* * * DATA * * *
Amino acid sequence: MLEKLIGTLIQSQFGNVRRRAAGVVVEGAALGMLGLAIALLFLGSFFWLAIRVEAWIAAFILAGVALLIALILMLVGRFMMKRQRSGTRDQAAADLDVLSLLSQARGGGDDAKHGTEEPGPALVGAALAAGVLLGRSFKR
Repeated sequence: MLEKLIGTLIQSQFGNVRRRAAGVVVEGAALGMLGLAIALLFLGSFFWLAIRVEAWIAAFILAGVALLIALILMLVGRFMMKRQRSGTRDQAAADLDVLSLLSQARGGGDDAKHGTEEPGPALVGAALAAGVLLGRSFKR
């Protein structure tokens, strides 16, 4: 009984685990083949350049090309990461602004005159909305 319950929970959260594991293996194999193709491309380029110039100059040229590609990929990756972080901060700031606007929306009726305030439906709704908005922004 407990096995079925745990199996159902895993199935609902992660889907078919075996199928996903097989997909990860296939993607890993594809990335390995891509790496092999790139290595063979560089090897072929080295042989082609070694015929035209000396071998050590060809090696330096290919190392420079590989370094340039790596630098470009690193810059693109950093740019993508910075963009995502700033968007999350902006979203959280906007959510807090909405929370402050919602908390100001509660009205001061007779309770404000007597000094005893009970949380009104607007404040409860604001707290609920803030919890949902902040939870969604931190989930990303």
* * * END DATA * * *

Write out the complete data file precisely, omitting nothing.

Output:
Amino acid sequence: MLEKLIGTLIQSQFGNVRRRAAGVVVEGAALGMLGLAIALLFLGSFFWLAIRVEAWIAAFILAGVALLIALILMLVGRFMMKRQRSGTRDQAAADLDVLSLLSQARGGGDDAKHGTEEPGPALVGAALAAGVLLGRSFKR
Repeated sequence: MLEKLIGTLIQSQFGNVRRRAAGVVVEGAALGMLGLAIALLFLGSFFWLAIRVEAWIAAFILAGVALLIALILMLVGRFMMKRQRSGTRDQAAADLDVLSLLSQARGGGDDAKHGTEEPGPALVGAALAAGVLLGRSFKR
């Protein structure tokens, strides 16, 4: 009984685990083949350049090309990461602004005159909305 319950929970959260594991293996194999193709491309380029110039100059040229590609990929990756972080901060700031606007929306009726305030439906709704908005922004 407990096995079925745990199996159902895993199935609902992660889907078919075996199928996903097989997909990860296939993607890993594809990335390995891509790496092999790139290595063979560089090897072929080295042989082609070694015929035209000396071998050590060809090696330096290919190392420079590989370094340039790596630098470009690193810059693109950093740019993508910075963009995502700033968007999350902006979203959280906007959510807090909405929370402050919602908390100001509660009205001061007779309770404000007597000094005893009970949380009104607007404040409860604001707290609920803030919890949902902040939870969604931190989930990303």